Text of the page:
Presentation on theme: "Evidence-Based Ethics: Introduction and Applications to Medicine and Public Health John E. Snyder."— Presentation transcript:
1 Evidence-Based Ethics: Introduction and Applications to Medicine and Public Health John E. Snyder
2 Outline Introduction History of medical ethics Key ethical principles Advance DirectivesCasesApplications to public health
3 Introduction A need for practical medical ethics education Recognizes omnipresence of dilemmasSystematic approachCase-basedOffers guidanceDoesn’t define right/wrongIncorporates cultural competence
4 H/O Medical Ethics in Super FF Oath of Hippocrates ~5 B.C.Respect for confidentialityStrict prohibition for euthanasiaRelationship boundaries with patientsLimitations in applicability to modern world/medicineOath of Maimonides ~1100 A.D.
5 H/O Medical Ethics in Super FF First AMA Code of Ethics in 1847Doctor’s Trial in Nuremburg in Nuremburg Code“Voluntary Consent”Good for society and not “random”Based on animals firstRisk should be low, or include the scientistsTuskegee Syphilis Study, The Belmont Report: Ethical Principles and Guidelines for the Protection of Human Subjects of ResearchIRBsInformed ConsentBeauchamp & Childress, 1979
6 Principles of Medical Bioethics The Principle of BeneficenceThe Principle of Non-MaleficenceThe Principle of Respect for AutonomyThe Principle of Respect for Dignity*The Principle of Respect for Veracity*The Principle of Distributive Justice* Snyder/Gauthier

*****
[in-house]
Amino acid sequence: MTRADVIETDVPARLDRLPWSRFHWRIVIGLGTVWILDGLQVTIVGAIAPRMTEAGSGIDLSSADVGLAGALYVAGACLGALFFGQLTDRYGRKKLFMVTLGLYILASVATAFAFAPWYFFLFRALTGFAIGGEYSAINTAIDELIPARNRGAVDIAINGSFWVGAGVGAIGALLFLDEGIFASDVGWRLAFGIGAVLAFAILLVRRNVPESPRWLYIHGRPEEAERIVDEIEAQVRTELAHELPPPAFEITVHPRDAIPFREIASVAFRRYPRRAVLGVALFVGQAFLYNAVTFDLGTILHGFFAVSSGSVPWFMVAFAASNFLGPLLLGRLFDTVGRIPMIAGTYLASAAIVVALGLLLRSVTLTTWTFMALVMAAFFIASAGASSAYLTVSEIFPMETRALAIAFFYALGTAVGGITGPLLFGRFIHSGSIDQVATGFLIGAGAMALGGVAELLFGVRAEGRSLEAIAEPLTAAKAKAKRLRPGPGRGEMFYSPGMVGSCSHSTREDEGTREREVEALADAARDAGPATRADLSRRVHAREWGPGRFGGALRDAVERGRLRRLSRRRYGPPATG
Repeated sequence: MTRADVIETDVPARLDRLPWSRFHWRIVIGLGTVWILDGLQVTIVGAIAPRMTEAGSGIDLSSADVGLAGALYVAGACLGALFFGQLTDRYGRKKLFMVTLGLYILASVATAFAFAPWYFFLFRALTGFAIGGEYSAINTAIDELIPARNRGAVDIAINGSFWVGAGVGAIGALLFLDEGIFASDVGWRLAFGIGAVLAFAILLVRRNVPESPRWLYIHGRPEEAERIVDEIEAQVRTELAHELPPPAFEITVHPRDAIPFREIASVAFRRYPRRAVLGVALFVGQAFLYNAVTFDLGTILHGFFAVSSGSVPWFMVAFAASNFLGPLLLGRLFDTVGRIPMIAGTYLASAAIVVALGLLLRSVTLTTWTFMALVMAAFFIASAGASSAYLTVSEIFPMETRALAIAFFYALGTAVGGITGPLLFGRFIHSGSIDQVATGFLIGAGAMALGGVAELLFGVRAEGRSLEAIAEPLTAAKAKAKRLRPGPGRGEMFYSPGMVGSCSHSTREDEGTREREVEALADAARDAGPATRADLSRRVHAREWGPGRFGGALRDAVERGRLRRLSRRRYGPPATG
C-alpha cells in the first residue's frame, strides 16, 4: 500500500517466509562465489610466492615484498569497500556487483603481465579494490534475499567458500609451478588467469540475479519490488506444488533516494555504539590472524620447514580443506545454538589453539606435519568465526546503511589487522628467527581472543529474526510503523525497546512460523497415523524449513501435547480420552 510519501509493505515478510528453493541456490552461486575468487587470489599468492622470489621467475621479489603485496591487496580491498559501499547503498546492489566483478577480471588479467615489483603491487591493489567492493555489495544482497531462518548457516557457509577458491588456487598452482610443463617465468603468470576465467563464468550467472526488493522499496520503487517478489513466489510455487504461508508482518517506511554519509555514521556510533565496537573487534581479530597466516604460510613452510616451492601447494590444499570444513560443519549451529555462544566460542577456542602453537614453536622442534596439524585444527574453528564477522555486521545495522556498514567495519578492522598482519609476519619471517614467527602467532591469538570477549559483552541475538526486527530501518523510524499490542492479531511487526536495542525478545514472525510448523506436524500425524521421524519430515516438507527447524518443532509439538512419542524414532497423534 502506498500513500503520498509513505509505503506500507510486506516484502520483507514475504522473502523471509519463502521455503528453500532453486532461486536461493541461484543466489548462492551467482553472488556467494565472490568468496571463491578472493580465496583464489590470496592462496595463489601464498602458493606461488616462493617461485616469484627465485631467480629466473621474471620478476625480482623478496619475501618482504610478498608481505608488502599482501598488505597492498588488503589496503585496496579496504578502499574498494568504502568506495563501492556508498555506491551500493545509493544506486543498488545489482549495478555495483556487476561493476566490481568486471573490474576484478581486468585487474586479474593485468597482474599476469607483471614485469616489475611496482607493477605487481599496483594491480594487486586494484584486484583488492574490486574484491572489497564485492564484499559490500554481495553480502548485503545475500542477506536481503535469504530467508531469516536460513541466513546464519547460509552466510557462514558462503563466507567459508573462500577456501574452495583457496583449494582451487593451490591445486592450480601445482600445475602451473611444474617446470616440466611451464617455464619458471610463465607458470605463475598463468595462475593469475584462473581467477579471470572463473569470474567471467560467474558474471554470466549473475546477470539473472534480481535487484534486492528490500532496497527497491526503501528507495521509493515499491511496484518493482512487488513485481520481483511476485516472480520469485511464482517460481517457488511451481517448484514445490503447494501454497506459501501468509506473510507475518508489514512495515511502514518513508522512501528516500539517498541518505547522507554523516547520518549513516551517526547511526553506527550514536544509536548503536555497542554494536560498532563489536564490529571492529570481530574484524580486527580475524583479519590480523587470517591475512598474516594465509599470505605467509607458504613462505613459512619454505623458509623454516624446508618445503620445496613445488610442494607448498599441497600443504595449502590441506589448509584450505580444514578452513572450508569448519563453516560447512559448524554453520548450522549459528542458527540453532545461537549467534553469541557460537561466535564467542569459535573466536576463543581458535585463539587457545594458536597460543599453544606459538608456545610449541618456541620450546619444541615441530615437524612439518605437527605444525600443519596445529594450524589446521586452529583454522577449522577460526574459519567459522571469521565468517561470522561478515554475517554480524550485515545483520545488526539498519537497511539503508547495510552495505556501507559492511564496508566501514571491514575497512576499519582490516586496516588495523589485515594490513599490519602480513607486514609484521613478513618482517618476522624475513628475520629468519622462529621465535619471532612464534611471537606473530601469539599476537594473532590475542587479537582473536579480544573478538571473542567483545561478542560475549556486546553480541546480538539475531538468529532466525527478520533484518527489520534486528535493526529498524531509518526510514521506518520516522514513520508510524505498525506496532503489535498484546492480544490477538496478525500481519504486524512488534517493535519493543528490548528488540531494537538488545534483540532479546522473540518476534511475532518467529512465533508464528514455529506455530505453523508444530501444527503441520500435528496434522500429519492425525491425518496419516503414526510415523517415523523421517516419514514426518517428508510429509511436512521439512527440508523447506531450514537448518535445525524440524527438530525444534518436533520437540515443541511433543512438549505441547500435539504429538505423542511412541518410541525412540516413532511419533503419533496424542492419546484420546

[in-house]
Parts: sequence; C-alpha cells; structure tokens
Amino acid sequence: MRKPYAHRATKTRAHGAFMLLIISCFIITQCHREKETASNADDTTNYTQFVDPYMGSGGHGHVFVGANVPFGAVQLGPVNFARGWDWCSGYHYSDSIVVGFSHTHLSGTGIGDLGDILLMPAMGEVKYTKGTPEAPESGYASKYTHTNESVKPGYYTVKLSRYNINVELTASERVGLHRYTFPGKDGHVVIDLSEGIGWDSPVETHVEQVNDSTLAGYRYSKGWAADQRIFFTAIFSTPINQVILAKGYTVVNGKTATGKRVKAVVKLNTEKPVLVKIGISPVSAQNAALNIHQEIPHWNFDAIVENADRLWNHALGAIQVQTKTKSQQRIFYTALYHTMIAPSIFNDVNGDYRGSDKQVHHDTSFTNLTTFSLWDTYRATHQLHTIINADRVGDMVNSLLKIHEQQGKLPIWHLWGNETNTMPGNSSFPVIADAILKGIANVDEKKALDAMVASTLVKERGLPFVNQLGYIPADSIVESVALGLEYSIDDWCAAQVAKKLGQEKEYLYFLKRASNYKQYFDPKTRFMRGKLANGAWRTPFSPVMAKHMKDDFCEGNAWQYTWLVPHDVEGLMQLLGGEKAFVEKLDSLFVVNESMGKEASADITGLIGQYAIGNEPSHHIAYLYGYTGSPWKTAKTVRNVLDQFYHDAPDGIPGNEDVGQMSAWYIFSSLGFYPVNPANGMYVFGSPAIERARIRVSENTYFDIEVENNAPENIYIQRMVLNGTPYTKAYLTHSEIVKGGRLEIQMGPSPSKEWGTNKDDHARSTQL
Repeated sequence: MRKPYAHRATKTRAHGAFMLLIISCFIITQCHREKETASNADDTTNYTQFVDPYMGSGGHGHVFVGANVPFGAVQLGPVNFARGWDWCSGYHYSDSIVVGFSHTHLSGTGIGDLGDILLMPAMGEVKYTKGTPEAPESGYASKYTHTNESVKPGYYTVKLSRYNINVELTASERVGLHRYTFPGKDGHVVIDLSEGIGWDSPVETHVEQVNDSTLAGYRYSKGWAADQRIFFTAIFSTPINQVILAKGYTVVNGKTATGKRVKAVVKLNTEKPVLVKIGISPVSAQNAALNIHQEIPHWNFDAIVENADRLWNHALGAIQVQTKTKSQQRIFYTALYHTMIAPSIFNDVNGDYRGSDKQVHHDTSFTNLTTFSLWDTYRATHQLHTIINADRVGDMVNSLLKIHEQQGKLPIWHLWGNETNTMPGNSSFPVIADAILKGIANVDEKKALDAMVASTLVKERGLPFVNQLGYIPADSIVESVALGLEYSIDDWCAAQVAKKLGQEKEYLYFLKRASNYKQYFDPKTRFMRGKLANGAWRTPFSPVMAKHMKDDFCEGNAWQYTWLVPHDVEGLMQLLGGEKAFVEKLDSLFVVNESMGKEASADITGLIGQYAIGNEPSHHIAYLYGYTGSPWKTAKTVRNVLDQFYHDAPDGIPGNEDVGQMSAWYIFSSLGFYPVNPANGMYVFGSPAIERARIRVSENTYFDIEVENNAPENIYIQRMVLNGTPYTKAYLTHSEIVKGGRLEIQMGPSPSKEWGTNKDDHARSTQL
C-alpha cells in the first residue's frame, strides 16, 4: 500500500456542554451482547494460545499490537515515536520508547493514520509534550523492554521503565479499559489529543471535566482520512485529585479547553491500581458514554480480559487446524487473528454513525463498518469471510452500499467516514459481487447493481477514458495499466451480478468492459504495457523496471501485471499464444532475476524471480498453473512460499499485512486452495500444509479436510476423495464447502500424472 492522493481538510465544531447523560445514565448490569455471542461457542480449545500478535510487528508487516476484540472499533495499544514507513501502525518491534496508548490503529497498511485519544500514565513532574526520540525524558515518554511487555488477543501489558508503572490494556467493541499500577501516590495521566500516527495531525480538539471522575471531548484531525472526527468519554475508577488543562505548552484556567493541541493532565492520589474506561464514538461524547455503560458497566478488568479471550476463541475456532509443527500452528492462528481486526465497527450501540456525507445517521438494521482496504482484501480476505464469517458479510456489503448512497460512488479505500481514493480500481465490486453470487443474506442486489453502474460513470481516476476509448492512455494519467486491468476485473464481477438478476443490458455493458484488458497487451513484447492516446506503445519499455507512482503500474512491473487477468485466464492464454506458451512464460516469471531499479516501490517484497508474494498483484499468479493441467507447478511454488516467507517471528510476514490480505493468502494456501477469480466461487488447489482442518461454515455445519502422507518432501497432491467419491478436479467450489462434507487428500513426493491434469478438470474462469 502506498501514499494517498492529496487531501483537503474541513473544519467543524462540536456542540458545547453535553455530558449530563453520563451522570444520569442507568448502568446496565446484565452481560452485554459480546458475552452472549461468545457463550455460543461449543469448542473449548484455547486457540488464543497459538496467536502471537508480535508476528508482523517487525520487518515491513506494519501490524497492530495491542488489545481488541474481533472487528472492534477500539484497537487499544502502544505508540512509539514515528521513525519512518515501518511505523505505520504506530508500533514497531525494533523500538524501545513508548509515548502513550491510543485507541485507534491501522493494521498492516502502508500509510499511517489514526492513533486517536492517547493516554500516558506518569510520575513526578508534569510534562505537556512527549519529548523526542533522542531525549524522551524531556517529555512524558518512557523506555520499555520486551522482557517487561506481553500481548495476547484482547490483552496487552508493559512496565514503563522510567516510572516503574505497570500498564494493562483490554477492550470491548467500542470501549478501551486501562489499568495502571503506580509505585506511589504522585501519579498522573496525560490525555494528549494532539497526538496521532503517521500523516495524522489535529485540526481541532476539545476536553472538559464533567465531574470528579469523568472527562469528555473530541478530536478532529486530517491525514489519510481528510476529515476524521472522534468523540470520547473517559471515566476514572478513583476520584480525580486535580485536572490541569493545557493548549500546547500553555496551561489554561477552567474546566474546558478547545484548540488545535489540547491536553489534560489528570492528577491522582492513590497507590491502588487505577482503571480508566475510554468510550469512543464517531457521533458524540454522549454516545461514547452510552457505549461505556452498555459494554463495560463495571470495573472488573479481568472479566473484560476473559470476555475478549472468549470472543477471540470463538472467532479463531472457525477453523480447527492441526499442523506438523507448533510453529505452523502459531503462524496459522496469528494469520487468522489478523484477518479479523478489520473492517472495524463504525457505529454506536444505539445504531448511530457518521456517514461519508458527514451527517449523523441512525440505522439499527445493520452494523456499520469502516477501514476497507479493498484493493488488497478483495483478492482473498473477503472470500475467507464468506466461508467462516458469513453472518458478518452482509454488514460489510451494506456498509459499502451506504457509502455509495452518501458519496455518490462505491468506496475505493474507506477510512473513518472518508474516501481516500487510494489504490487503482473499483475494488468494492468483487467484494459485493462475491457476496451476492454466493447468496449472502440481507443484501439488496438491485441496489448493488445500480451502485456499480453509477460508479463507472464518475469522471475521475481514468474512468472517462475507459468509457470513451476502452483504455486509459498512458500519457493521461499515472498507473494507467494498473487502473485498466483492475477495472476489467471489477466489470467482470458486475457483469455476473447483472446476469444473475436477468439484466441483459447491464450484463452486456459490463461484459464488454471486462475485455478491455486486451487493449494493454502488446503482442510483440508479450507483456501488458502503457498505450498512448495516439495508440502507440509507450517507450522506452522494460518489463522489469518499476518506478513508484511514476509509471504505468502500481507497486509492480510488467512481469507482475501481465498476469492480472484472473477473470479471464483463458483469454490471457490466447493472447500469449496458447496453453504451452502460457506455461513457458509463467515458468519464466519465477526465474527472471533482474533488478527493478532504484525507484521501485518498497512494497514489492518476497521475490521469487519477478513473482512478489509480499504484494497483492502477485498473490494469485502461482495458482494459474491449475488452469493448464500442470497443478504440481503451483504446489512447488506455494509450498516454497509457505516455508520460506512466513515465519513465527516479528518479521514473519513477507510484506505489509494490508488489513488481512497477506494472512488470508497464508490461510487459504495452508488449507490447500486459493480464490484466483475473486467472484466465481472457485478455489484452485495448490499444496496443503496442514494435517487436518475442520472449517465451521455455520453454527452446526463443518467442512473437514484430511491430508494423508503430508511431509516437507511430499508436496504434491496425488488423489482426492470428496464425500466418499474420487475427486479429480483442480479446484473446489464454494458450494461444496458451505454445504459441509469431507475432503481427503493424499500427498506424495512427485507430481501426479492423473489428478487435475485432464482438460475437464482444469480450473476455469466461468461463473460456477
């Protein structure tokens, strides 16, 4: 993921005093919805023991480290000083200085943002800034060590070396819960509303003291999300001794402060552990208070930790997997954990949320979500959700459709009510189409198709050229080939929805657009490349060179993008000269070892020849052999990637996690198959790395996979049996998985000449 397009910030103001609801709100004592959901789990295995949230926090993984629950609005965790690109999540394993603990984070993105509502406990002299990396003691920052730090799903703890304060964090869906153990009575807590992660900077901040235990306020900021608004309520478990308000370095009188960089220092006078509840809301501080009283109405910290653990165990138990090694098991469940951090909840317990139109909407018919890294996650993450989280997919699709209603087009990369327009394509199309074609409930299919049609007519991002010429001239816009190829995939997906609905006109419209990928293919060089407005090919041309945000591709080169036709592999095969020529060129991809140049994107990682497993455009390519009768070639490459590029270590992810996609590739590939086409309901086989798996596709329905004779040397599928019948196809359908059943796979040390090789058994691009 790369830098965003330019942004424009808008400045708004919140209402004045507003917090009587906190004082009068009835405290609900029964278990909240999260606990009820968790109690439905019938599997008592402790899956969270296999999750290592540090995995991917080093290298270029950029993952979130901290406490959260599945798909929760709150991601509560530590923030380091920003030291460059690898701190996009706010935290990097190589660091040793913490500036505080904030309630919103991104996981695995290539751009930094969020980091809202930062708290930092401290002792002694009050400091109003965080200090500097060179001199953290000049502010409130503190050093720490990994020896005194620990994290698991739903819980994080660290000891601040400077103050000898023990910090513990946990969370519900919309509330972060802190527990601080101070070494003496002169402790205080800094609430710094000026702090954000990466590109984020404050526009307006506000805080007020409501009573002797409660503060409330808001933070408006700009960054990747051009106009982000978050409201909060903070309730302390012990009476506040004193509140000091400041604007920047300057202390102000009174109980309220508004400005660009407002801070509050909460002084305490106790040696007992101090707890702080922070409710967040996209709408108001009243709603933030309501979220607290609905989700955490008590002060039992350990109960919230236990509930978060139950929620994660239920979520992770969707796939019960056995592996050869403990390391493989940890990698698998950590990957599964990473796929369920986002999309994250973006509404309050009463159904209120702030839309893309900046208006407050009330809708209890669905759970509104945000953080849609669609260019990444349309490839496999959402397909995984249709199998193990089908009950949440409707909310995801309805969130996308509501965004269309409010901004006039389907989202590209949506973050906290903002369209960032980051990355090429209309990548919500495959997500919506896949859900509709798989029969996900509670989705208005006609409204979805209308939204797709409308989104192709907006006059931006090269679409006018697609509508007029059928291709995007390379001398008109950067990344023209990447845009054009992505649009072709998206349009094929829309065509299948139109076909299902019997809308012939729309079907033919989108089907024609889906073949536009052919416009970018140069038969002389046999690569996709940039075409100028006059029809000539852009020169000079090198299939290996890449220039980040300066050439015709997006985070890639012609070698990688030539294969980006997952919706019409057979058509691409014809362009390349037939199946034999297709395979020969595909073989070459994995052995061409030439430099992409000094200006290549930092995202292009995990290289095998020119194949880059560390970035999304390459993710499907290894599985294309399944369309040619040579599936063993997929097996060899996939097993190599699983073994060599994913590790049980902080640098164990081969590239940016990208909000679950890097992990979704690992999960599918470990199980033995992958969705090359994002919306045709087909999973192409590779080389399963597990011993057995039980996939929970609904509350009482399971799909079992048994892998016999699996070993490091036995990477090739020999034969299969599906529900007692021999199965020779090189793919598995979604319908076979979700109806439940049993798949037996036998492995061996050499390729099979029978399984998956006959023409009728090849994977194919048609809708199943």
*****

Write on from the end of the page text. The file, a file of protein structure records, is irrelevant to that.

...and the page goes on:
7 The Principle of Beneficence Medical practitioners should act in the best interests of the patient.
8 The Principle of Non-Maleficence Medical practitioners must not harm the patient.
9 The Principle of Respect for Autonomy Capable persons must be allowed to accept or refuse recommended medical interventions.
10 The Principle of Respect for Dignity Patients, their families, and surrogate decision makers, as well as their health care providers, all have the right to dignity.
11 The Principle of Respect for Veracity The capable patient must be provided with the complete truth about her/his medical condition.
12 The Principle of Distributive Justice Health care resources should be distributed in a fair way among the members of society.
13 Evidence-Based Medical Ethics Proposed approach of evidence-based medical ethicsBased on the tenets of evidence-based medicine (EBM), which:Aims to apply the best available evidence (gained from rigorous application of the scientific method) to clinical decision makingSeeks to assess the strength of evidence of the risks and benefits of treatments (including lack of treatment) and diagnostic testsHelps clinicians to learn whether or not any treatment will do more good than harm